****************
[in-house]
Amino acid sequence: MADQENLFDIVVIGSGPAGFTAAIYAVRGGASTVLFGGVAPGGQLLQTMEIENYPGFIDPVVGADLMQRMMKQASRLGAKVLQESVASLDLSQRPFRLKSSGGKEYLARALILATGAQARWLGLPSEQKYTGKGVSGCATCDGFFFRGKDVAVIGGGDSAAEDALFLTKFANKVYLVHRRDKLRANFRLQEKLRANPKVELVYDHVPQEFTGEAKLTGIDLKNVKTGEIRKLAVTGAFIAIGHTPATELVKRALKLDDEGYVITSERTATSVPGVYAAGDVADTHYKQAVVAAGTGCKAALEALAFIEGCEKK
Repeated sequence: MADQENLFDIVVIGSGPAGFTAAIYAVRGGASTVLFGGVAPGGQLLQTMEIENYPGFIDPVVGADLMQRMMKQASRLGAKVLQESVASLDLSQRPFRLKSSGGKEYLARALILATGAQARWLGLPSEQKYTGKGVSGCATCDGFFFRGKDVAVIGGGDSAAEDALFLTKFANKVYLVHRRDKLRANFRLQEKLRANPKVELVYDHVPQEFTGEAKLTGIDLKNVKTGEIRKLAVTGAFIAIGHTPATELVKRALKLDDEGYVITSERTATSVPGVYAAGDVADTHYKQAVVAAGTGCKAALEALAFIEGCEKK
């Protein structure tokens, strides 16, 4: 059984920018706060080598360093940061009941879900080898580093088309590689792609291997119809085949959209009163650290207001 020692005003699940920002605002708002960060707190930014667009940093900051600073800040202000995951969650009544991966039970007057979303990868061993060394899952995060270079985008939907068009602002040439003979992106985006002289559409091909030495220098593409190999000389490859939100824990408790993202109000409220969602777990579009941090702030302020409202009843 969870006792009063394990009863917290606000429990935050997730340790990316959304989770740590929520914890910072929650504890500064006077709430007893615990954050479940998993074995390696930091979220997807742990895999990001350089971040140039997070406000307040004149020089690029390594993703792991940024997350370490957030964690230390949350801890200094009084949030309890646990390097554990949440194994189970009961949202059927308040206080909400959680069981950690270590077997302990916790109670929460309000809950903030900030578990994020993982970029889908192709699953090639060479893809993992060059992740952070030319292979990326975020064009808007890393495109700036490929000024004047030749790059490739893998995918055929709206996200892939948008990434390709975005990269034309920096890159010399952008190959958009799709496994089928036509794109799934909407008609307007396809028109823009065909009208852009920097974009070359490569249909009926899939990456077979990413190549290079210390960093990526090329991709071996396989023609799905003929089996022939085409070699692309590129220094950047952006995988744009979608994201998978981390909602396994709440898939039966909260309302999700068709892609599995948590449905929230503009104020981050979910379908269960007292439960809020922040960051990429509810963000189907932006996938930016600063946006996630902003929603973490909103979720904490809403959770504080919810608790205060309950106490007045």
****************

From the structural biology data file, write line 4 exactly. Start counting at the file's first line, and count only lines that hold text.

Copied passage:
């Protein structure tokens, strides 16, 4: 059984920018706060080598360093940061009941879900080898580093088309590689792609291997119809085949959209009163650290207001 020692005003699940920002605002708002960060707190930014667009940093900051600073800040202000995951969650009544991966039970007057979303990868061993060394899952995060270079985008939907068009602002040439003979992106985006002289559409091909030495220098593409190999000389490859939100824990408790993202109000409220969602777990579009941090702030302020409202009843 969870006792009063394990009863917290606000429990935050997730340790990316959304989770740590929520914890910072929650504890500064006077709430007893615990954050479940998993074995390696930091979220997807742990895999990001350089971040140039997070406000307040004149020089690029390594993703792991940024997350370490957030964690230390949350801890200094009084949030309890646990390097554990949440194994189970009961949202059927308040206080909400959680069981950690270590077997302990916790109670929460309000809950903030900030578990994020993982970029889908192709699953090639060479893809993992060059992740952070030319292979990326975020064009808007890393495109700036490929000024004047030749790059490739893998995918055929709206996200892939948008990434390709975005990269034309920096890159010399952008190959958009799709496994089928036509794109799934909407008609307007396809028109823009065909009208852009920097974009070359490569249909009926899939990456077979990413190549290079210390960093990526090329991709071996396989023609799905003929089996022939085409070699692309590129220094950047952006995988744009979608994201998978981390909602396994709440898939039966909260309302999700068709892609599995948590449905929230503009104020981050979910379908269960007292439960809020922040960051990429509810963000189907932006996938930016600063946006996630902003929603973490909103979720904490809403959770504080919810608790205060309950106490007045």